Batting average on balls in play (BABIP) is defined as the player's batting average when they are not striking out or hitting a home run. It is a measure of luck, as it shows how often the fielders were able to turn his batted balls into outs. A lower than expected BABIP could indicate that the hitter was just unfortunate to hit it at the fielders too often. Conversely, a higher than expected BABIP could mean he had a lot of seeing eye singles and his bloopers found the outfield grass.
So which batters were the luckiest and unluckiest in terms of BABIP during the 2010 season?
There were 270 batters who received 300 or more PA this year. These guys had far more hits than they should have based on their career BABIP. Justin Morneau led the way, hitting .389 on balls in play, 89 points higher than his career .300 mark. Most players with a significant number of at bats have a career BABIP between .290 and .320, so his career mark is fairly typical. Morneau hit .345/.437/.618, good for a 1.055 OPS. If his balls in play had fallen in at his career .300 rate, his line would have been something like .280/.382/.534, for an OPS 139 points lower at .916.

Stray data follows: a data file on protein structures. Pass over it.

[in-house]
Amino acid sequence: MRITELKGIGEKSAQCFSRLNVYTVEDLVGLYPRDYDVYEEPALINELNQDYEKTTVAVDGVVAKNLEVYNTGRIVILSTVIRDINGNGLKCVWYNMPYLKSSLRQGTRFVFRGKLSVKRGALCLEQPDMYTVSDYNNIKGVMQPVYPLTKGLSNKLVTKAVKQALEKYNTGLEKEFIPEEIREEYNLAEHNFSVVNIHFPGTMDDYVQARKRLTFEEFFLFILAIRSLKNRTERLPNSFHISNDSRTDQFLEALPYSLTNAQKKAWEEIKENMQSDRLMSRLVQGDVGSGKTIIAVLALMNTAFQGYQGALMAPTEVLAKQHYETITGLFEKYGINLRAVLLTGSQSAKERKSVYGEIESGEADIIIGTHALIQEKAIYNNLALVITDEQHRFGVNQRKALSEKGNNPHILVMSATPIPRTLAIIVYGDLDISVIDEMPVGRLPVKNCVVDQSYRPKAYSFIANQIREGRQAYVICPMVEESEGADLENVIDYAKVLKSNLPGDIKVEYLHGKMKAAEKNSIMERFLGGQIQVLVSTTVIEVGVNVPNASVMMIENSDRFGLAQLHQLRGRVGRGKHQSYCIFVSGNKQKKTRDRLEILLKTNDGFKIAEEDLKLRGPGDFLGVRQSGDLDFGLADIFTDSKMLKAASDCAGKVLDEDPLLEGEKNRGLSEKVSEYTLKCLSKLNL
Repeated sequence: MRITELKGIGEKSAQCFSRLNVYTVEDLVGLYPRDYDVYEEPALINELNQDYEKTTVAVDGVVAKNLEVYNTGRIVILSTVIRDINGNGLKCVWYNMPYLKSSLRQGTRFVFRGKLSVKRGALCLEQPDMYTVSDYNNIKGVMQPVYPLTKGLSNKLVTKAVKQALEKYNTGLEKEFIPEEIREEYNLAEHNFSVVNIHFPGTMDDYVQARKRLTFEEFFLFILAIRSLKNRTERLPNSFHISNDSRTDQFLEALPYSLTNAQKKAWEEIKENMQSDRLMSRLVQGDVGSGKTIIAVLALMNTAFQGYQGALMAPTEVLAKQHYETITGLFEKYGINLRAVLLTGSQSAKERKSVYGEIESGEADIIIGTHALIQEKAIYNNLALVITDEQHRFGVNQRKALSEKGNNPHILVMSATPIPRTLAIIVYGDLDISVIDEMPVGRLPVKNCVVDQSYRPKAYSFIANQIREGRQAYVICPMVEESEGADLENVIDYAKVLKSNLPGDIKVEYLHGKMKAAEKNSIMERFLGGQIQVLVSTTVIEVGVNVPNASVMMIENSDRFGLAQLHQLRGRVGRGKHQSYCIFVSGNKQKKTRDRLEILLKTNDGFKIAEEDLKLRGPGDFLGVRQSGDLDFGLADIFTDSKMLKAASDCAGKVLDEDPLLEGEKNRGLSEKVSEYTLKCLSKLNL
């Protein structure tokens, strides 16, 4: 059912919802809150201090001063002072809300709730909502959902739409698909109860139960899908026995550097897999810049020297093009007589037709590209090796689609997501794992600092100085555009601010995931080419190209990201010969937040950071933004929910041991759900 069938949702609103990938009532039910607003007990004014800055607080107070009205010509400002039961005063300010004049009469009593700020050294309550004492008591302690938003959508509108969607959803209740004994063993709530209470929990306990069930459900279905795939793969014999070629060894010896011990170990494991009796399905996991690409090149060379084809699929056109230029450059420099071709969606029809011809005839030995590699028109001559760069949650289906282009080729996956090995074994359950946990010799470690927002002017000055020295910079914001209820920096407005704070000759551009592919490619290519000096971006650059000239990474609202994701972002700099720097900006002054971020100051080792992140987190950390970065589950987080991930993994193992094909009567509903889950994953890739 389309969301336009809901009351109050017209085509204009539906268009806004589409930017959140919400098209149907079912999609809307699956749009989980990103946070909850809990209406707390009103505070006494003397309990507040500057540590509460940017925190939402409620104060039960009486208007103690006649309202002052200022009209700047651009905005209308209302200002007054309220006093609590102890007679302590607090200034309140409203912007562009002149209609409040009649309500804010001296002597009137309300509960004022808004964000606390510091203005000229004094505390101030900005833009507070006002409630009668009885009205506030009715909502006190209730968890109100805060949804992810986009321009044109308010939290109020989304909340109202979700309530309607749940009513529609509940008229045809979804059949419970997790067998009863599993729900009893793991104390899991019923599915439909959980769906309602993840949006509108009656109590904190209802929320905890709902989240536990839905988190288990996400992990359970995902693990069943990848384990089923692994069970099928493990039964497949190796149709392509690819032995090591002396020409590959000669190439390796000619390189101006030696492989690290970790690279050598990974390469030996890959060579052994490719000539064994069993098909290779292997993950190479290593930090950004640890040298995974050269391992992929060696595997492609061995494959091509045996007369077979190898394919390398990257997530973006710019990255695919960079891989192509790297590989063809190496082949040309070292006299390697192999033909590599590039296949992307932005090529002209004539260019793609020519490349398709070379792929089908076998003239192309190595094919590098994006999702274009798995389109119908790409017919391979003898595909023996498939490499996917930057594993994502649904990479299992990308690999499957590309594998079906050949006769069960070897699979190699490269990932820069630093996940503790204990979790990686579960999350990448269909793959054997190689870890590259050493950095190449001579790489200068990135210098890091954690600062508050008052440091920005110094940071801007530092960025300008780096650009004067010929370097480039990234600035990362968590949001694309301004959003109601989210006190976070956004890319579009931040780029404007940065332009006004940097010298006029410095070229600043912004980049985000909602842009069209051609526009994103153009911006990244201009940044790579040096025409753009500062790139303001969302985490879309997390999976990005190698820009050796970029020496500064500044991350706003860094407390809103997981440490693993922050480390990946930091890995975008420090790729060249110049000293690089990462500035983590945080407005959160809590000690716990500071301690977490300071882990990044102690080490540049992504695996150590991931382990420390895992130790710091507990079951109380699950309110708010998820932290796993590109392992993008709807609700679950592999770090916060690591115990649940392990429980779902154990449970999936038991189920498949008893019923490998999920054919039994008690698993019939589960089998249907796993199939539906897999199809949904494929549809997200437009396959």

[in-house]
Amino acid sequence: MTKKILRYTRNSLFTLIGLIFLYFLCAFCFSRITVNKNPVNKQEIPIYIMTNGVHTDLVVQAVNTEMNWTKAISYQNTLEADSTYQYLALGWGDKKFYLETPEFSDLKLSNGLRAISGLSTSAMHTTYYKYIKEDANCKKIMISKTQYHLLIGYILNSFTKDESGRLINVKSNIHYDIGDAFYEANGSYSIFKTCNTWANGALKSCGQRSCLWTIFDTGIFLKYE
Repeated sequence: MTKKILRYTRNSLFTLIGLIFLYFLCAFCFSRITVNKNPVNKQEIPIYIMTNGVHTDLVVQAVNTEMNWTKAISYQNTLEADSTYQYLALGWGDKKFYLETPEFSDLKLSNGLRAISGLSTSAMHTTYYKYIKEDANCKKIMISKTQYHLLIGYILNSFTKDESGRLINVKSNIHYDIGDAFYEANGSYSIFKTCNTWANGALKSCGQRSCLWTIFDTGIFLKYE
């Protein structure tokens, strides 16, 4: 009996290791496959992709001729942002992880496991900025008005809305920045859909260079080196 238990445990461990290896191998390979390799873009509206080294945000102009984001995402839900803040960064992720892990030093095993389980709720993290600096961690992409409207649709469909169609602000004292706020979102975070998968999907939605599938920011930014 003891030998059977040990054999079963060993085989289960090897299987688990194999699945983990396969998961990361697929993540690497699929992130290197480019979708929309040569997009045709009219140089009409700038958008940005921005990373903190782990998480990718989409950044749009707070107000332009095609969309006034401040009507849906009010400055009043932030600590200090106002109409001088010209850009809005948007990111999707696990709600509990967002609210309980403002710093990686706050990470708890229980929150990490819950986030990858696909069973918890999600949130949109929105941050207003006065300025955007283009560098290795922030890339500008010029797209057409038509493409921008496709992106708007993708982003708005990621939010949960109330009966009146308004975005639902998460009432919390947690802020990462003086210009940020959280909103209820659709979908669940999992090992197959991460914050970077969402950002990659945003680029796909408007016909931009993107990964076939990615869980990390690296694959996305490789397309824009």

Also of note in the top ten luckiest list:
Josh Hamilton, who rode a .394 BABIP to the AL MVP award.
Omar Infante, whose .357 BABIP led to his first All-Star appearance.
Jay Bruce, who can partially thank a .339 BABIP for the 6-year, $51 million contract extension he signed after the season.
Adrian Beltre, whose .336 BABIP could also mean big bucks as he is currently fielding free agent offers.